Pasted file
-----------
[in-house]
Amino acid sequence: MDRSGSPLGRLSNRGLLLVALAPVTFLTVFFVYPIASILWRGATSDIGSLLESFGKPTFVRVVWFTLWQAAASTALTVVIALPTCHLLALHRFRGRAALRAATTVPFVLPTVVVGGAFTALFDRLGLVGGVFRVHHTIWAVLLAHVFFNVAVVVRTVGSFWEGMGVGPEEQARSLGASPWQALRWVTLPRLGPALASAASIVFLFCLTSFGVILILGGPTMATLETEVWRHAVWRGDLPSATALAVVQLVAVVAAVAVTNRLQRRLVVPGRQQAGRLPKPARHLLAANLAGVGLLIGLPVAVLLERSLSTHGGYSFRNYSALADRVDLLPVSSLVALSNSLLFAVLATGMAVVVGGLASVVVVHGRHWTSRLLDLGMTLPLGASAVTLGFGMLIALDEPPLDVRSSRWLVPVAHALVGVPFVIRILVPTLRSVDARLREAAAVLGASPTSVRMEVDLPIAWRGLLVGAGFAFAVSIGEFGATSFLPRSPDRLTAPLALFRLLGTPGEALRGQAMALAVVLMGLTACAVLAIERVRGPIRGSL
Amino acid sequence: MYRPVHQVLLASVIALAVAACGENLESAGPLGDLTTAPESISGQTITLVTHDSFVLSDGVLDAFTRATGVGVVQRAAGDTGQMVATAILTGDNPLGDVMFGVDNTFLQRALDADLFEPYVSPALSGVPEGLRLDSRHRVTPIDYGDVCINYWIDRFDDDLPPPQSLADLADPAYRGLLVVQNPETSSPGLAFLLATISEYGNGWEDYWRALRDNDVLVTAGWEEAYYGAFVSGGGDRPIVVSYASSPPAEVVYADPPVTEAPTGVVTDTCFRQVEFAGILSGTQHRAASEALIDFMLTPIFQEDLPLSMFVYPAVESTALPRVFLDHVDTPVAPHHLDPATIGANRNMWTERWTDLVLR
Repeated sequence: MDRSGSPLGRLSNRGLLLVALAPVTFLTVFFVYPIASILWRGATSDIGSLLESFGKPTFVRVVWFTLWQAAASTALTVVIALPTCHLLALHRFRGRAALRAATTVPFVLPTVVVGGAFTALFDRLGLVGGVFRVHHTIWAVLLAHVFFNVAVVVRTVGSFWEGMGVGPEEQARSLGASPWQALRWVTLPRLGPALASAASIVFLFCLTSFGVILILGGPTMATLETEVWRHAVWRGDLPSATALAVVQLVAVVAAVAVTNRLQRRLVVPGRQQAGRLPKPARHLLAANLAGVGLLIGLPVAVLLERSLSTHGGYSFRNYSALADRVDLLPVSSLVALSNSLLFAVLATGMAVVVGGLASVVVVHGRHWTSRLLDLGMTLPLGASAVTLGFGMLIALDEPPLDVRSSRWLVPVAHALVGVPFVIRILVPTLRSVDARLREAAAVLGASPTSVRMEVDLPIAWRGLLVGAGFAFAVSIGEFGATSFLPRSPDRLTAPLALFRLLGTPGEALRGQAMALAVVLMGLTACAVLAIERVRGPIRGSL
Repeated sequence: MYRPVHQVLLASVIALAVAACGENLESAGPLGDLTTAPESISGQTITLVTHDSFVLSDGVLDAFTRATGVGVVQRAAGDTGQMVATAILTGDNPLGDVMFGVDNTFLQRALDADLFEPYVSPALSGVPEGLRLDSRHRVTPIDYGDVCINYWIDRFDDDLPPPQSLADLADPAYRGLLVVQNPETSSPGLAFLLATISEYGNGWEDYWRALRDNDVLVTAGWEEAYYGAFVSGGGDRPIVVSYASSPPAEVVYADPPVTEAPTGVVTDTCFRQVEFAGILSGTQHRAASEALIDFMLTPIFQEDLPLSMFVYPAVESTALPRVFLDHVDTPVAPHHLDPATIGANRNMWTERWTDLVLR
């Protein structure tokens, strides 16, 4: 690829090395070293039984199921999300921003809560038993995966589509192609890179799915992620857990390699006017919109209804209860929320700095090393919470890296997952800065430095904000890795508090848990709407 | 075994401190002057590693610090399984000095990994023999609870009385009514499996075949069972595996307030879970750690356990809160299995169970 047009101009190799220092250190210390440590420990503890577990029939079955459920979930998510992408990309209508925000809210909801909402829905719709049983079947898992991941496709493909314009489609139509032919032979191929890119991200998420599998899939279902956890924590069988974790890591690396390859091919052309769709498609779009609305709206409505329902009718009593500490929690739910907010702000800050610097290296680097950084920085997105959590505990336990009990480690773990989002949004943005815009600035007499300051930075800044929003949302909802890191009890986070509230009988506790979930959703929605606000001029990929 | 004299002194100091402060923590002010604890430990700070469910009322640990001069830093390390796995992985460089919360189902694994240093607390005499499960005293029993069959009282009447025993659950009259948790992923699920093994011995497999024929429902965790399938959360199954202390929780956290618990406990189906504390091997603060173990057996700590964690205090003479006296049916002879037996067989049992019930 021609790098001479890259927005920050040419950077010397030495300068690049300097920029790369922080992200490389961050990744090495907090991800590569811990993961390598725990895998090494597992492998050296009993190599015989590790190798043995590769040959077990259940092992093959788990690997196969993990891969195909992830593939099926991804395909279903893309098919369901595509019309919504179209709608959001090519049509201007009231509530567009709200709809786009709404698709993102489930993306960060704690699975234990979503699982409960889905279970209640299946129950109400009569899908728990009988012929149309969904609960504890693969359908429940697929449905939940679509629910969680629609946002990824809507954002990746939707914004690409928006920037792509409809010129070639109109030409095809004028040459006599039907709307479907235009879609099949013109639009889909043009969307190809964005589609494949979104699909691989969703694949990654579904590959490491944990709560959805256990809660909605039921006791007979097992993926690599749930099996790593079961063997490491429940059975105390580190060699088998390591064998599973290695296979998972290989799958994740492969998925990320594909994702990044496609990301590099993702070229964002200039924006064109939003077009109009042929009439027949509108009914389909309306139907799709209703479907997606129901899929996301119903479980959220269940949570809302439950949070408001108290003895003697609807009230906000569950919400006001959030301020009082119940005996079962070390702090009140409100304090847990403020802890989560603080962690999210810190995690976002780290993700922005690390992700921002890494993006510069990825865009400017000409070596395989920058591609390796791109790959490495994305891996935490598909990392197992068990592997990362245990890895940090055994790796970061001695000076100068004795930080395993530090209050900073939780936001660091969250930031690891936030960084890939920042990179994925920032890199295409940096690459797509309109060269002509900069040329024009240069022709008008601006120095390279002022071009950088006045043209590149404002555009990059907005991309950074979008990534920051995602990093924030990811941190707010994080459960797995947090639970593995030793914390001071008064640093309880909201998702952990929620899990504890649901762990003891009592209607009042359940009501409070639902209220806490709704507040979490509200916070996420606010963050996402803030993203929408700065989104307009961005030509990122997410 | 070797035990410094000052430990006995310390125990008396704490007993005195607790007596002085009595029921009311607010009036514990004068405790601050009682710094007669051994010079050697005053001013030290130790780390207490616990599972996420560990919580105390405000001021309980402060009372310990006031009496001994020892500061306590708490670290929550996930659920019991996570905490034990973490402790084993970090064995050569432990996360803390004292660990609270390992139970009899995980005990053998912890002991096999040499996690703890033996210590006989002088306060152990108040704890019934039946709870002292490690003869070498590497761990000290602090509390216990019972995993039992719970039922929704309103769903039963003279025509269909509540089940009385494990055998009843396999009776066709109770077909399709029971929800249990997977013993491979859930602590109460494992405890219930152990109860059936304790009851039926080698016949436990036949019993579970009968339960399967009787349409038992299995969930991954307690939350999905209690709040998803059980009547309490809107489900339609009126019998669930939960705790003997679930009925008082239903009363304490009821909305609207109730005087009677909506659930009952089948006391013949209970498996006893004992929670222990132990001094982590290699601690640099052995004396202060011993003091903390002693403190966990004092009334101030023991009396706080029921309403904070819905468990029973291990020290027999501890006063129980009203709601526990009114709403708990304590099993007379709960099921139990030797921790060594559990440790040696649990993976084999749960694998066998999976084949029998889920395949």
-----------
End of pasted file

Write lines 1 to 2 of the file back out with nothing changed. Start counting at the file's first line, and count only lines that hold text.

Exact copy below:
[in-house]
Amino acid sequence: MDRSGSPLGRLSNRGLLLVALAPVTFLTVFFVYPIASILWRGATSDIGSLLESFGKPTFVRVVWFTLWQAAASTALTVVIALPTCHLLALHRFRGRAALRAATTVPFVLPTVVVGGAFTALFDRLGLVGGVFRVHHTIWAVLLAHVFFNVAVVVRTVGSFWEGMGVGPEEQARSLGASPWQALRWVTLPRLGPALASAASIVFLFCLTSFGVILILGGPTMATLETEVWRHAVWRGDLPSATALAVVQLVAVVAAVAVTNRLQRRLVVPGRQQAGRLPKPARHLLAANLAGVGLLIGLPVAVLLERSLSTHGGYSFRNYSALADRVDLLPVSSLVALSNSLLFAVLATGMAVVVGGLASVVVVHGRHWTSRLLDLGMTLPLGASAVTLGFGMLIALDEPPLDVRSSRWLVPVAHALVGVPFVIRILVPTLRSVDARLREAAAVLGASPTSVRMEVDLPIAWRGLLVGAGFAFAVSIGEFGATSFLPRSPDRLTAPLALFRLLGTPGEALRGQAMALAVVLMGLTACAVLAIERVRGPIRGSL